Under NDGFP, an “India Data Management Office (IDMO)” shall be set up under the Digital India Corporation (“DIC”) under MeitY and shall be responsible for framing, managing and periodically reviewing and revising the Policy. The IDMO shall be responsible for developing rules, standards, and guidelines under this policy that shall be published periodically. The IDMO shall formulate all data/datasets/metadata rules, standards, and guidelines in consultation with Ministries, State Governments, and industry. IDMO will enable and build the India Datasets programme, which will consist of non-personal and anonymised datasets from the Government entities that have collected data from Indian citizens or those in India. Creating an inventory of existing datasets and finalising the priority of which datasets to build first are the key.
India was ranked first in digital payments, second in internet users and was ranked third in Cyber Security attacks. As per Forbes, 80 per cent of cyber attacks happen due to a lack of awareness and there is a multifold rise in cyber frauds in vernacular languages. This can be the biggest challenge for Digital India especially digital banking and financial inclusion. Thus in the first phase, the India Datasets programme must curate financial fraud datasets available with various agencies like banks, and cyber cells.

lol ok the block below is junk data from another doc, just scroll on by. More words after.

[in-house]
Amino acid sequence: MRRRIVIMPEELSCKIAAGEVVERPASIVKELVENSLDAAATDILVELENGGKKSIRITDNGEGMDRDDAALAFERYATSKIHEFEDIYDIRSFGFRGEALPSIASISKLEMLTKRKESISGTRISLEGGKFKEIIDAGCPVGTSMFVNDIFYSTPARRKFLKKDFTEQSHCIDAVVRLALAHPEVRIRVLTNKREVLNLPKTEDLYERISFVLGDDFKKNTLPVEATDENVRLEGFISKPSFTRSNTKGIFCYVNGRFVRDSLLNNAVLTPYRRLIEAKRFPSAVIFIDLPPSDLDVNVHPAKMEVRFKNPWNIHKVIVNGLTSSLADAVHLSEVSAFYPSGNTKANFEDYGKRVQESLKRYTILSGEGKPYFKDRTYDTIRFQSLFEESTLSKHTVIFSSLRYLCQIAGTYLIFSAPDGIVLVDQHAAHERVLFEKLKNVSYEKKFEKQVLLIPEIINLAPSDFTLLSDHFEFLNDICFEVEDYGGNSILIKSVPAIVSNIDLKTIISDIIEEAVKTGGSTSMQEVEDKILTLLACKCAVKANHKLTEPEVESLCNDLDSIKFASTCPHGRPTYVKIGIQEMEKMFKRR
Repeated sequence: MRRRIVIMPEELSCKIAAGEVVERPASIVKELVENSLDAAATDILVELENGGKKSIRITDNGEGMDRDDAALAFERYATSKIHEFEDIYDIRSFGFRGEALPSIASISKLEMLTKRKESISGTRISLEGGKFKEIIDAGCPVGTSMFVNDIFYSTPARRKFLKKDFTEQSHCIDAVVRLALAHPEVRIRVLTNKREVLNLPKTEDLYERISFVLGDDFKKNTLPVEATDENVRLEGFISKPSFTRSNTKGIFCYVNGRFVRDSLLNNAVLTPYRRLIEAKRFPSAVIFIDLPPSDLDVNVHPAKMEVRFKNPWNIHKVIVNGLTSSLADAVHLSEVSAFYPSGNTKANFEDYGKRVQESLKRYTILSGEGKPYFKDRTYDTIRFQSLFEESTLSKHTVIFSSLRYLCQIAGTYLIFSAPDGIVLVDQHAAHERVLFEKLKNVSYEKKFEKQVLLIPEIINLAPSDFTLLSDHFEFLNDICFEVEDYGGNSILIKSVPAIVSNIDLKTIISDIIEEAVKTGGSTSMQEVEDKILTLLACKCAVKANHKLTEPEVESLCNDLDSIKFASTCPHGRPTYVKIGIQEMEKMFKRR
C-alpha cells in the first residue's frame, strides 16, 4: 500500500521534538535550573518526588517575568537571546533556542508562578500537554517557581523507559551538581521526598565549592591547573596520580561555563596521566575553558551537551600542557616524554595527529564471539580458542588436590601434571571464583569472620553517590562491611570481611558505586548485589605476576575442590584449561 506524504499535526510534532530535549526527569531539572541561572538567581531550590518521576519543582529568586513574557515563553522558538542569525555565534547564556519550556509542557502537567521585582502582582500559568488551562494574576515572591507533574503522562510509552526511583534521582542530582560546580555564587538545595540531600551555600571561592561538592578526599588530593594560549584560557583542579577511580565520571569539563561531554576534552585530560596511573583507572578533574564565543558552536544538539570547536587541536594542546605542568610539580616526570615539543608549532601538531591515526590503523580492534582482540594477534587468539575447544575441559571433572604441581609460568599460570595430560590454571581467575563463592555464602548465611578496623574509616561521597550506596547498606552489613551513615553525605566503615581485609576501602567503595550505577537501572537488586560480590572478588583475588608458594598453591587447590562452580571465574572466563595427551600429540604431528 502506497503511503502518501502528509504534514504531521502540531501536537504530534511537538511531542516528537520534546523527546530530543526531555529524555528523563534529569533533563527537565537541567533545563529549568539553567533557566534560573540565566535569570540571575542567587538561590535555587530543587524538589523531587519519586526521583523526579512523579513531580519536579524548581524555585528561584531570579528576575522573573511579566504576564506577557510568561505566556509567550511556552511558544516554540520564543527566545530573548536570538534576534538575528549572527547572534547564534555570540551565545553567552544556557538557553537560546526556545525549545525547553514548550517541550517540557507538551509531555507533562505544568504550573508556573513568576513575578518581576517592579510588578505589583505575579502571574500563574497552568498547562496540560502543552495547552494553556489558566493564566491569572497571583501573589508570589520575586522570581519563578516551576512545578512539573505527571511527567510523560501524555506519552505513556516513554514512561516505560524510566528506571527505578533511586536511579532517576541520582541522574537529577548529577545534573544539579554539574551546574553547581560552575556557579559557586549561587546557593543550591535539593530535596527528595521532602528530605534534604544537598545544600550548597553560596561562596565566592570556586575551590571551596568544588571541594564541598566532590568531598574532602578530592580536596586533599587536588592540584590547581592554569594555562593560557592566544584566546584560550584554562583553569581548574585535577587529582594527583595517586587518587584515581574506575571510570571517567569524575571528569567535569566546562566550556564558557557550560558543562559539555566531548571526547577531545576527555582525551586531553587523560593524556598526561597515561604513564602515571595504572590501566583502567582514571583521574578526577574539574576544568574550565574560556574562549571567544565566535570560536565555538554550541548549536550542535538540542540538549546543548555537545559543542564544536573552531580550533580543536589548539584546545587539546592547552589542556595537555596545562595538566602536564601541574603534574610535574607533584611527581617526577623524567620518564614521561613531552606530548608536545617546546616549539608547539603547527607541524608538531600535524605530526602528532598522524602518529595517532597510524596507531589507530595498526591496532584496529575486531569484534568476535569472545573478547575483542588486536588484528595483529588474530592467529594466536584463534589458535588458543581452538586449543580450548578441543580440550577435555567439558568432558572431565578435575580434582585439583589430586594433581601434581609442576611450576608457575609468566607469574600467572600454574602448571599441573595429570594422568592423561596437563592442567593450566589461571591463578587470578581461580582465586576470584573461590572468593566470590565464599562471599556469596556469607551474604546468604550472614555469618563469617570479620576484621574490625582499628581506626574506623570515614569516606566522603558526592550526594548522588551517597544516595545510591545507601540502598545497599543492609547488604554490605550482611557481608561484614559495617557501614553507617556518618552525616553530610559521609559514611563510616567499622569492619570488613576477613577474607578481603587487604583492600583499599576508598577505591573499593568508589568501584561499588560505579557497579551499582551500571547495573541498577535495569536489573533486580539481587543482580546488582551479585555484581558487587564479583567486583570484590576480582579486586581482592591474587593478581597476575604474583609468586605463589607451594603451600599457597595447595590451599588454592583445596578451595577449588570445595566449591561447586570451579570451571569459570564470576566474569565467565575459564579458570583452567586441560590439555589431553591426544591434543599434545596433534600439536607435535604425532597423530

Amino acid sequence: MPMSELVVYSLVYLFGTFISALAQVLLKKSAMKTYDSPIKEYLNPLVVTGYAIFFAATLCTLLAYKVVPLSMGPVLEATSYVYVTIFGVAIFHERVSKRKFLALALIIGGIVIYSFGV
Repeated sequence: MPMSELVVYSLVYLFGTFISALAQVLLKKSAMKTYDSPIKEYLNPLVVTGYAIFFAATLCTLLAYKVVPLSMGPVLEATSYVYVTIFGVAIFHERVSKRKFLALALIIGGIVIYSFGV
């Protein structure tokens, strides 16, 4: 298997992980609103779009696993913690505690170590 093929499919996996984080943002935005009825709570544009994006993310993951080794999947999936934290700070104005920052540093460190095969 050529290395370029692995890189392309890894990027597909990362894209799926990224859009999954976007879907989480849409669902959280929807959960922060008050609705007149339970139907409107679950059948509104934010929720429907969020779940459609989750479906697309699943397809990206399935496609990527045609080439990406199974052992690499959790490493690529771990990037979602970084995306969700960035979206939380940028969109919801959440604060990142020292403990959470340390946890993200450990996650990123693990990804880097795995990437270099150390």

Secondly, especially post COVID-19, to revive the national and global economy, skilled workers are in high demand. India has 500 million workers, but the national labour database is not yet completed. Thus in the first phase, the India Datasets programme must unify various labour/worker datasets scattered in silos like with State Governments, and different departments. A unified labour database is a must for skill mapping and re-skilling required to elevate Bharat’s role in the global supply chain.
Competition With China Is Inevitable
The policy framework gives a limited role to Indian startups by stating that “The IDMO shall also encourage and foster the data and AI-based research, start-up ecosystems by working with the Digital India Start-up Hub (the erstwhile MSH).” If Bharat wants to grab this opportunity to lead Asia and the world then Bharat has to compete with China’s fast and mammoth implementation capabilities on the ground. Indian startups have the zeal, experience, ability and passion to deliver projects at lightning speed. Like when the whole world refused ventilators, during COVID-19, IIT Kanpur startup delivered this in 90 days and many such execution disruptions happened.
Considering the current dynamics of geopolitics, the following Sanskrit quote seems relevant for Bharat’s quest to be a Vishwa Guru in the era of data and limited manpower (after COVID-19 deaths)
क्षणश: कणशश्चैव विद्यामर्थं च साधयेत्।
क्षणत्यागे कुतो विद्या कणत्यागे कुतो धनम्।।
(Knowledge and wealth are procured with every moment and grain (respectively). If a moment is wasted, how can knowledge be accrued? If a grain is wasted, how can wealth be accumulated?)